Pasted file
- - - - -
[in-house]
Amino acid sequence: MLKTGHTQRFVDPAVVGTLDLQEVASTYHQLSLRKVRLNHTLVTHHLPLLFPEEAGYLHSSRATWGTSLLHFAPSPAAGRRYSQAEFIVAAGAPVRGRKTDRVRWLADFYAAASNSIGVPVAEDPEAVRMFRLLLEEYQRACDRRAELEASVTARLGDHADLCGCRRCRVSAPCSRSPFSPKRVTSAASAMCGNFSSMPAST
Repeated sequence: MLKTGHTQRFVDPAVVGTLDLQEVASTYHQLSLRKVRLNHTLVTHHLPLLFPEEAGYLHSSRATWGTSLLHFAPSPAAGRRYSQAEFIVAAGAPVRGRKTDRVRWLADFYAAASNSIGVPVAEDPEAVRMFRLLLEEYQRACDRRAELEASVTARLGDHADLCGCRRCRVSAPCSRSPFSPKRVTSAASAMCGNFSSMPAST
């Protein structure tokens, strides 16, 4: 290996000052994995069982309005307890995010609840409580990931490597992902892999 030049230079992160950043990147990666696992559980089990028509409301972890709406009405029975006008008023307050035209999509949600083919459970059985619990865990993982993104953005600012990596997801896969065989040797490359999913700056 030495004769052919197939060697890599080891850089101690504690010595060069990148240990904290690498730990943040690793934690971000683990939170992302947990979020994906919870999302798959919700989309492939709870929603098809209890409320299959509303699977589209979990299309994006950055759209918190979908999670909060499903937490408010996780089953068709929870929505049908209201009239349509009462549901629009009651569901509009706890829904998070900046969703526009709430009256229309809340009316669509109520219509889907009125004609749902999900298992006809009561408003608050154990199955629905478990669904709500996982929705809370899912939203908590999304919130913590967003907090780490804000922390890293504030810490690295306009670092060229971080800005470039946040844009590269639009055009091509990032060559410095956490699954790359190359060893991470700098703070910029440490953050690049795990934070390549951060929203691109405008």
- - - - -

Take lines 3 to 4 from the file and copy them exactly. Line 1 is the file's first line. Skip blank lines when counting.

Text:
Repeated sequence: MLKTGHTQRFVDPAVVGTLDLQEVASTYHQLSLRKVRLNHTLVTHHLPLLFPEEAGYLHSSRATWGTSLLHFAPSPAAGRRYSQAEFIVAAGAPVRGRKTDRVRWLADFYAAASNSIGVPVAEDPEAVRMFRLLLEEYQRACDRRAELEASVTARLGDHADLCGCRRCRVSAPCSRSPFSPKRVTSAASAMCGNFSSMPAST
């Protein structure tokens, strides 16, 4: 290996000052994995069982309005307890995010609840409580990931490597992902892999 030049230079992160950043990147990666696992559980089990028509409301972890709406009405029975006008008023307050035209999509949600083919459970059985619990865990993982993104953005600012990596997801896969065989040797490359999913700056 030495004769052919197939060697890599080891850089101690504690010595060069990148240990904290690498730990943040690793934690971000683990939170992302947990979020994906919870999302798959919700989309492939709870929603098809209890409320299959509303699977589209979990299309994006950055759209918190979908999670909060499903937490408010996780089953068709929870929505049908209201009239349509009462549901629009009651569901509009706890829904998070900046969703526009709430009256229309809340009316669509109520219509889907009125004609749902999900298992006809009561408003608050154990199955629905478990669904709500996982929705809370899912939203908590999304919130913590967003907090780490804000922390890293504030810490690295306009670092060229971080800005470039946040844009590269639009055009091509990032060559410095956490699954790359190359060893991470700098703070910029440490953050690049795990934070390549951060929203691109405008």